On the menu the ‘Knives & Forks‘ section includes crispy pork ribs with chili and basil (R58), and tuna crudo with kale, olives, white Bocca Pork belly Whale Cottageanchovies, and semi-dried tomatoes (R56), which were served on a separate platter with lamb meatballs from the ‘Fingers’ section, offered with a light flatbread. The ‘Knives & Forks‘ section also offers beef carpaccio (R67), and cos lettuce salad (R65).

Bocca Viola e Verde Pizza Whale CottageTwo pizzas were brought to the table.  In the Bianco section (no tomato base) seven options are available, and we tasted the Viola e Verde, with mozzarella, radicchio, capers, red onion, and provolone, an attractive-looking and tasty pizza (R75).  Pizzas cost up to R118 in this section.  There are seven Rosso pizzas, with a tomato base, and range in price from R69 – R118.  We tasted the Lady Zaza pizza (the name was not explained!), Bocca Pizza Whale Cottagewith is made with kimchi, ginger, pork sausage, spring onions, and sesame seeds. Last week I ordered ‘The Commercial‘, with mozzarella, bacon, avocado, and feta (right), which was disappointing and was not completely covered with ingredients as I had been used to at Burrata (R75).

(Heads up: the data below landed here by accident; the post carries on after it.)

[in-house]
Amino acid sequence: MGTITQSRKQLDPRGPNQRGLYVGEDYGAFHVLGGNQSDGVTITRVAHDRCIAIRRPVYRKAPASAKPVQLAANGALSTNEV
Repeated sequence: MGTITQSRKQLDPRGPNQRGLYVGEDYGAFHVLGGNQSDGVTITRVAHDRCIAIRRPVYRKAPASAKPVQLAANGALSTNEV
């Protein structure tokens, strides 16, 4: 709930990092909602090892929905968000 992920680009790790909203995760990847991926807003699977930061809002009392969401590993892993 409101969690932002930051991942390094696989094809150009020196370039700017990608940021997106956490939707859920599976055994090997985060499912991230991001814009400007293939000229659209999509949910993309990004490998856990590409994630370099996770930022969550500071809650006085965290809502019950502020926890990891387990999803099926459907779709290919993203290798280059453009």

Bocca Sirloin Whale CottageThe highlight of our lunch was the most amazing grass-fed beef sirloin (400g) at R166, so good that I had a second slice.  Chef Annemarie sent two of her side dishes, including wood-oven-roasted tomatoes, as well as the most delicious dish of butternut purée served with slices of baby-soft butternut.  The steak is in the ‘Big Plates‘ section, which also include pork belly (R142), Bocca vegetables Whale CottageBucatini with tomato sauce and Grana padano cheese (R96), home-made tagliatelle with prawns (R118), and rigatoni with pork sausage ragu (R104). The meat comes from Ryan Boon, and Neil emphasised that they are not prepared to compromise quality.